There are, in fact, many reasons why Iraq is nothing like Vietnam or any other U.S. experience, but both sides in the American debate over the war have chosen to ignore them. For the antiwar left, Iraq has always recalled the great American trauma of Vietnam, a misguided war of choice that ended badly after a decade of pointless savagery; for the war's advocates on the right, Iraq recalled the great American triumph of rebuilding postwar Japan and Germany. Yes, it is hard to imagine that they were serious, but it wasn't simply PR, either some of the policy documents used by the U.S. occupation administration in Baghdad were based on policies used in the Allied occupation of Germany.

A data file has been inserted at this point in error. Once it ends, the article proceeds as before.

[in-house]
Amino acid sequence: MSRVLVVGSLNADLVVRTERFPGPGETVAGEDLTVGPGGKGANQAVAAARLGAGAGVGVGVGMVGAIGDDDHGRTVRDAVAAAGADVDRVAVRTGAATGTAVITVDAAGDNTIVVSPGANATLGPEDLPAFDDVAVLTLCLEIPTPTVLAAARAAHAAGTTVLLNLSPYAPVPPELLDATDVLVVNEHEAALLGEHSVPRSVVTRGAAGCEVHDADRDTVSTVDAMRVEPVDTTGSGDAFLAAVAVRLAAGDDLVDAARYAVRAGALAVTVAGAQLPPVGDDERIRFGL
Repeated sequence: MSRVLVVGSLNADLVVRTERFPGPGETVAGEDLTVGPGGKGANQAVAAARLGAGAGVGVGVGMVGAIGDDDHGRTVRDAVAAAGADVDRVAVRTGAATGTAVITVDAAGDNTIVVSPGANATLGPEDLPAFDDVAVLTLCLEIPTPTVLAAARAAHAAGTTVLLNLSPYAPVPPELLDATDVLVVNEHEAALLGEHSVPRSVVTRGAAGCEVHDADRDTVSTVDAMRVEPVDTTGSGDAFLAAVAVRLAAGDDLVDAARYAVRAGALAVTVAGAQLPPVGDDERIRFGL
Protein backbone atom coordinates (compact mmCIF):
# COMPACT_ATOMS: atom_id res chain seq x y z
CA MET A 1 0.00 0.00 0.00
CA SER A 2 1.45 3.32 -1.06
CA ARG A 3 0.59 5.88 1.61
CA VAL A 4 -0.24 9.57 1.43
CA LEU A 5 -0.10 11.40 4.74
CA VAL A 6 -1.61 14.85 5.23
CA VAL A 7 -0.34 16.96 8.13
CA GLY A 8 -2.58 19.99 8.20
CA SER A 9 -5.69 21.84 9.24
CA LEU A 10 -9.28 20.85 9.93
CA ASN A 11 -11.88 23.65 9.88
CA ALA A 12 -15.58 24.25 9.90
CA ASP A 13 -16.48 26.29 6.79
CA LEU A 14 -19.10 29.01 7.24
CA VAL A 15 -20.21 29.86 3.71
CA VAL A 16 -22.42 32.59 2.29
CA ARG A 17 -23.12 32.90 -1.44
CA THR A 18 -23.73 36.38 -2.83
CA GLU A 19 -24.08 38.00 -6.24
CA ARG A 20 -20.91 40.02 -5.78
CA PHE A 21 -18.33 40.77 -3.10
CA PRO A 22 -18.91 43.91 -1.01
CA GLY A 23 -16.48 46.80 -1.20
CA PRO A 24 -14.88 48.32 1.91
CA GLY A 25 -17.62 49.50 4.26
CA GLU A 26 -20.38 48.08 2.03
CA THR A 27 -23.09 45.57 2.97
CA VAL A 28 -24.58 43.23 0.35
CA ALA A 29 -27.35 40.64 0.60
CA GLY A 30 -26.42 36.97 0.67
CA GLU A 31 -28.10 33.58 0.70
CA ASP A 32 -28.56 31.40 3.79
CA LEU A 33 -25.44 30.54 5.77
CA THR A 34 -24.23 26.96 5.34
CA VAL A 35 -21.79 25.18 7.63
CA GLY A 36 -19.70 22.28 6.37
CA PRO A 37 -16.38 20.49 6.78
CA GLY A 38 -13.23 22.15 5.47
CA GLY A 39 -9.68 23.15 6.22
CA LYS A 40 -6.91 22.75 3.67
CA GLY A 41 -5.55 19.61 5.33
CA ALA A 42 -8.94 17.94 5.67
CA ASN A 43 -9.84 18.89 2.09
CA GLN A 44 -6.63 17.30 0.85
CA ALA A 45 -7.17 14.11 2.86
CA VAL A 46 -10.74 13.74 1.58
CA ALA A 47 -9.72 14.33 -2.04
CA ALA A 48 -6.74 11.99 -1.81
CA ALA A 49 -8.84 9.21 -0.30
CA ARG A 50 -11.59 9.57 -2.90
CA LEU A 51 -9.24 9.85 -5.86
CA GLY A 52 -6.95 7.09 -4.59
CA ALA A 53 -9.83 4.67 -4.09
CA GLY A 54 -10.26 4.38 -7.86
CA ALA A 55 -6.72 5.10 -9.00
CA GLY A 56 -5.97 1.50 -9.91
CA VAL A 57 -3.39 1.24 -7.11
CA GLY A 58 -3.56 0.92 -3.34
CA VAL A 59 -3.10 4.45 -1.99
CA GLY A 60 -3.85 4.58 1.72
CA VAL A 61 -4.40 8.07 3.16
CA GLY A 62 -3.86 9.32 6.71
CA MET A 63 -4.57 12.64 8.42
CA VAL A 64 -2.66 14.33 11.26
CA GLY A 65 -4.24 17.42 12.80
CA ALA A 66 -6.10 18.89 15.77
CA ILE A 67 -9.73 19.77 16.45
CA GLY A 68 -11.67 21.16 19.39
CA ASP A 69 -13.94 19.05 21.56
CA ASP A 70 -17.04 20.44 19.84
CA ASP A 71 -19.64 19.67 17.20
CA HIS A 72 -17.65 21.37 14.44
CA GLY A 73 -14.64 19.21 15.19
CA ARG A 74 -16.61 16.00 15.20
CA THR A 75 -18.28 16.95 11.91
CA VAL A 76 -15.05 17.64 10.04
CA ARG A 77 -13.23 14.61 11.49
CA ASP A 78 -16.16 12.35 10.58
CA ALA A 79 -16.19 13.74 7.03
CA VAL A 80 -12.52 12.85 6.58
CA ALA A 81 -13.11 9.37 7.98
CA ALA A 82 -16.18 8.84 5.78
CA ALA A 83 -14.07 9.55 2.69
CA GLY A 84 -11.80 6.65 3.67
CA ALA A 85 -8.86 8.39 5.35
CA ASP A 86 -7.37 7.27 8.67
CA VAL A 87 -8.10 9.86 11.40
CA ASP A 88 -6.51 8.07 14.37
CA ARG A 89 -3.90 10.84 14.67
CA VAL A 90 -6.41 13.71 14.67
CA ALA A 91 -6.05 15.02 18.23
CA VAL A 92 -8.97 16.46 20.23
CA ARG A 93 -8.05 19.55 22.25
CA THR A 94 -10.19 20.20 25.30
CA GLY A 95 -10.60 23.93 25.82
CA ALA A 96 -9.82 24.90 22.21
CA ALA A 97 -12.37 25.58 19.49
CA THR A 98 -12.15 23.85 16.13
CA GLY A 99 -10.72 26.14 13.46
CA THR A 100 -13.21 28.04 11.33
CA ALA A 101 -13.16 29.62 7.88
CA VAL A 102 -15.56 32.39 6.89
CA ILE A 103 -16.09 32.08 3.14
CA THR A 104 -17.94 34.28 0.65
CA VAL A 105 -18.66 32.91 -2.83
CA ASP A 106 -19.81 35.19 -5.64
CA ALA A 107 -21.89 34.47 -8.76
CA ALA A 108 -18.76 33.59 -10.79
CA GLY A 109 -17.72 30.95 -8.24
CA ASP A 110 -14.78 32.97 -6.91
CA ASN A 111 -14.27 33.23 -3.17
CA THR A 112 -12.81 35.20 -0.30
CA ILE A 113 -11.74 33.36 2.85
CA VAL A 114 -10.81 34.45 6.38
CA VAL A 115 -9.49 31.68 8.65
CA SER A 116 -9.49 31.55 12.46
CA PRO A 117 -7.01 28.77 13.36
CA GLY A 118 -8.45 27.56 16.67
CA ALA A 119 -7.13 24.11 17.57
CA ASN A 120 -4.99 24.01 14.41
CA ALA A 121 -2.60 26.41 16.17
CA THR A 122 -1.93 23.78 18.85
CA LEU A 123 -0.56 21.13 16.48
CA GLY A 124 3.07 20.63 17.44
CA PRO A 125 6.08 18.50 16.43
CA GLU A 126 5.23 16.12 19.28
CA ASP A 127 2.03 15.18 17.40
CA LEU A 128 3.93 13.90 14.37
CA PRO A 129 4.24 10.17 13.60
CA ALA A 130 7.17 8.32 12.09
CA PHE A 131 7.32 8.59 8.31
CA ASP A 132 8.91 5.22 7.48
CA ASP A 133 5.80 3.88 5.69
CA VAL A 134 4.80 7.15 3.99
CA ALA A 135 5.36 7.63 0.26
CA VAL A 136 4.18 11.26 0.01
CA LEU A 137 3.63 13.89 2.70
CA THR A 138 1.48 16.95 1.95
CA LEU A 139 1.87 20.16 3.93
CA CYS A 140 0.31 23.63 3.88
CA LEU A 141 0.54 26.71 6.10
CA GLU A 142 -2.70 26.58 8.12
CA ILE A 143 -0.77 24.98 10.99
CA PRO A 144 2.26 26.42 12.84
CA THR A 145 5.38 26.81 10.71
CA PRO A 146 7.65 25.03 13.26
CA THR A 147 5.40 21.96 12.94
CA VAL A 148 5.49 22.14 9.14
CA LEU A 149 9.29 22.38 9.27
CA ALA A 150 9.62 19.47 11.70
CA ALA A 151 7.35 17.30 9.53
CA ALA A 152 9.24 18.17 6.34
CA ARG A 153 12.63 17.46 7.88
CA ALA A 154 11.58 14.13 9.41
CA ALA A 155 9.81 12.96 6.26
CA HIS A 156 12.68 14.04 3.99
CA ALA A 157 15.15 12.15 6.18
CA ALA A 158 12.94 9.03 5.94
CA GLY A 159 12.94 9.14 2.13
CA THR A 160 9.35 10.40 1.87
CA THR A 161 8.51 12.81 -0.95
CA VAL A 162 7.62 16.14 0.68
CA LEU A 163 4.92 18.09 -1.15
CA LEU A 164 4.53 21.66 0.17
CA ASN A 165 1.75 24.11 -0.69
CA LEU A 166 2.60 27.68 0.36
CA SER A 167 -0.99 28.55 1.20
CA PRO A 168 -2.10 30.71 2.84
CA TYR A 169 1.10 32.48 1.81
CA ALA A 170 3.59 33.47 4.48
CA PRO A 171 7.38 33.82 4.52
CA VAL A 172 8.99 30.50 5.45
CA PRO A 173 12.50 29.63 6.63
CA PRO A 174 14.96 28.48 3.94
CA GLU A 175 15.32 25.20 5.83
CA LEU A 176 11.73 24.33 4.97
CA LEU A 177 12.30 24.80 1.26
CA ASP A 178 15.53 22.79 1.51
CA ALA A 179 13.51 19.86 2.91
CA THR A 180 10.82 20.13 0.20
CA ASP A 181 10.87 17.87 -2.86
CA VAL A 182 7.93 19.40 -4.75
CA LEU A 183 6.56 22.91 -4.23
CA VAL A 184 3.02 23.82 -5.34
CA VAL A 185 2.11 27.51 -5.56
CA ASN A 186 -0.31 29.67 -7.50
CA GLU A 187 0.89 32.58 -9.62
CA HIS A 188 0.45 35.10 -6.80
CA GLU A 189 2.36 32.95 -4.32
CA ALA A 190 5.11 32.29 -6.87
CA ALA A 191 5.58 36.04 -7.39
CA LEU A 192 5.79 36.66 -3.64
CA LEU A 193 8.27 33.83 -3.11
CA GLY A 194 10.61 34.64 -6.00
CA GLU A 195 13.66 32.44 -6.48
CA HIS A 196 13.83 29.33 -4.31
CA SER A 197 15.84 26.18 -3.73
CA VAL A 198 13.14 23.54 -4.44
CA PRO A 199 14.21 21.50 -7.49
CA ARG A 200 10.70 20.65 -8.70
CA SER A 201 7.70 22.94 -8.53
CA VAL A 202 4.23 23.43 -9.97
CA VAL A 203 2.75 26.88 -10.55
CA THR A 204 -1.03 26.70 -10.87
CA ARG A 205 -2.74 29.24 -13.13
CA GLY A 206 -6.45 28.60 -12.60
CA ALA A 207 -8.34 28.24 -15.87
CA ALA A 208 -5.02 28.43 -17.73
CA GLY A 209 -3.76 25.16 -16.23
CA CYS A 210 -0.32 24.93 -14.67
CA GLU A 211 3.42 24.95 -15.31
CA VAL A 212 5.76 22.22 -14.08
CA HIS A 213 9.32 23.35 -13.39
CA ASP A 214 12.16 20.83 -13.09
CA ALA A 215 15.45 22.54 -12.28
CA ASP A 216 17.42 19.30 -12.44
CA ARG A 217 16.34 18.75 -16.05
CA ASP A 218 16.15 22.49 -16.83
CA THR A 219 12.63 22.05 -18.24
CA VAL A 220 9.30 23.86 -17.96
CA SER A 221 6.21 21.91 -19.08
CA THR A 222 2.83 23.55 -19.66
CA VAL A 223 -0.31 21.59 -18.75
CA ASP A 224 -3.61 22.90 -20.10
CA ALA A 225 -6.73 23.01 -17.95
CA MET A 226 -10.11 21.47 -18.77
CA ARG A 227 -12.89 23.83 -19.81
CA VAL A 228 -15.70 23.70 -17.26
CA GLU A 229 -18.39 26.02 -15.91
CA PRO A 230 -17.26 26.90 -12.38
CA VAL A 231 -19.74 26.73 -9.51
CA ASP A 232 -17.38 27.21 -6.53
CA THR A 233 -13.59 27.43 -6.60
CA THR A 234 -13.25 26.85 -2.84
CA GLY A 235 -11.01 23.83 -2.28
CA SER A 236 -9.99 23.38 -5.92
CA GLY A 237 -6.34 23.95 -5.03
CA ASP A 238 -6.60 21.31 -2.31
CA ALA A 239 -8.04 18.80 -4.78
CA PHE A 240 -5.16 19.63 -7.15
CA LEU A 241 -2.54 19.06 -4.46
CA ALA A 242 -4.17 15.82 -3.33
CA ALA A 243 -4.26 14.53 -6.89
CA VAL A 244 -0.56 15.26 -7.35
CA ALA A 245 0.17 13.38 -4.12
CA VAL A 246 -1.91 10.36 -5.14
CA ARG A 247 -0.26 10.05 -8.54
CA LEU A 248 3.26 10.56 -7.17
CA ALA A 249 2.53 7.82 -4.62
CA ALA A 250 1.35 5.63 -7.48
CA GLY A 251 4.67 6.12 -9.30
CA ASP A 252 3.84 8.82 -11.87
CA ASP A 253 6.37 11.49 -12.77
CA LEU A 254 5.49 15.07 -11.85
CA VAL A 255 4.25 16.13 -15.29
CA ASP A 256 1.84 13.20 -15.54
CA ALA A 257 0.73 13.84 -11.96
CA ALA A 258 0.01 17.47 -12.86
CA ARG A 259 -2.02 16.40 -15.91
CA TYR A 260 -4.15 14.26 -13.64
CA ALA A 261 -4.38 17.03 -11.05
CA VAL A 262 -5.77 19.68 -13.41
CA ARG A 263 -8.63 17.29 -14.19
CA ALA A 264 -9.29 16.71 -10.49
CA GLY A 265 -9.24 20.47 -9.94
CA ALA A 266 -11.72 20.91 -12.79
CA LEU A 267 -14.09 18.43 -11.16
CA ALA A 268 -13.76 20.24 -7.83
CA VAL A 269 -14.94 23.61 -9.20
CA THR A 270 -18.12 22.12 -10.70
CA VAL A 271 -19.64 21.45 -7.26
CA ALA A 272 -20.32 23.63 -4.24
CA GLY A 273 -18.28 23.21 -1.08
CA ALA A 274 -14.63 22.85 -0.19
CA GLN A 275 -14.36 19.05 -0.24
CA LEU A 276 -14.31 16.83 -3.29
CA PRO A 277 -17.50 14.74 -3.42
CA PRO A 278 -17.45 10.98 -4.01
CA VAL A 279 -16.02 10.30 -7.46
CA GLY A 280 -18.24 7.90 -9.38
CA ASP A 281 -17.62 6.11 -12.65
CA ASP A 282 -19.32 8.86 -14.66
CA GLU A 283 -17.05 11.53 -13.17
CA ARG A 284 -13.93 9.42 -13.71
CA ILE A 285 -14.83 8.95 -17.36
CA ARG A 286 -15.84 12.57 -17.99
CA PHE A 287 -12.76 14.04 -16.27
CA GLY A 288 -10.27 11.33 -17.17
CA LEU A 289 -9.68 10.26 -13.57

That comparison obviously looks plain silly, now, so instead we are left with Vietnam albeit different interpretations of Vietnam. As Professor Juan Cole points out, Bush is probably relying on a hawkish view that while the Tet Offensive was a major military defeat for the Viet Cong, the spike of violence it brought may have struck a crippling political blow at the American public's will to fight the war. As Cole notes, the irony is that the upside of Tet may not be the first thing that comes to mind for Americans when their President compares Iraq to Vietnam it may be more likely to confirm the belief that Iraq is another quagmire in which the U.S. can't win.
What both Bush and Friedman fail to see is that the catastrophe created by the U.S. invasion is a product of Iraq's own history, culture and composition, and experience of previous invasions and of the failure of the U.S. leadership to grasp those specifics. It has nothing to do with American experiences elsewhere, and in fact continuing to view events there through the Vietnam prism may have actually contributed to the problem.